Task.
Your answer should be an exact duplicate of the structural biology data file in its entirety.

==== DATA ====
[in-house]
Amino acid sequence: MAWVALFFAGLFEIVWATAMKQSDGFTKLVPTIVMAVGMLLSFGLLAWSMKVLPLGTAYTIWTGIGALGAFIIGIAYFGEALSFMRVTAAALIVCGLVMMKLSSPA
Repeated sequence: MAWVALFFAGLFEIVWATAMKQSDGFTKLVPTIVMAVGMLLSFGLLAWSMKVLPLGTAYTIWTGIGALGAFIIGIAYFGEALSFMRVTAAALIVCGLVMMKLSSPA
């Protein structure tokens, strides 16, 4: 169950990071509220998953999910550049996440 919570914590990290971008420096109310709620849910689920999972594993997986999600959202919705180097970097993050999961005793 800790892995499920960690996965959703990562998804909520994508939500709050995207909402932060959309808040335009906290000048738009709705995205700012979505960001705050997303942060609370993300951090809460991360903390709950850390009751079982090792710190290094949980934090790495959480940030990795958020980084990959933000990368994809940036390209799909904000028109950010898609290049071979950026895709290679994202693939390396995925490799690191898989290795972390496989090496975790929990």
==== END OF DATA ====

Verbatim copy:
[in-house]
Amino acid sequence: MAWVALFFAGLFEIVWATAMKQSDGFTKLVPTIVMAVGMLLSFGLLAWSMKVLPLGTAYTIWTGIGALGAFIIGIAYFGEALSFMRVTAAALIVCGLVMMKLSSPA
Repeated sequence: MAWVALFFAGLFEIVWATAMKQSDGFTKLVPTIVMAVGMLLSFGLLAWSMKVLPLGTAYTIWTGIGALGAFIIGIAYFGEALSFMRVTAAALIVCGLVMMKLSSPA
């Protein structure tokens, strides 16, 4: 169950990071509220998953999910550049996440 919570914590990290971008420096109310709620849910689920999972594993997986999600959202919705180097970097993050999961005793 800790892995499920960690996965959703990562998804909520994508939500709050995207909402932060959309808040335009906290000048738009709705995205700012979505960001705050997303942060609370993300951090809460991360903390709950850390009751079982090792710190290094949980934090790495959480940030990795958020980084990959933000990368994809940036390209799909904000028109950010898609290049071979950026895709290679994202693939390396995925490799690191898989290795972390496989090496975790929990």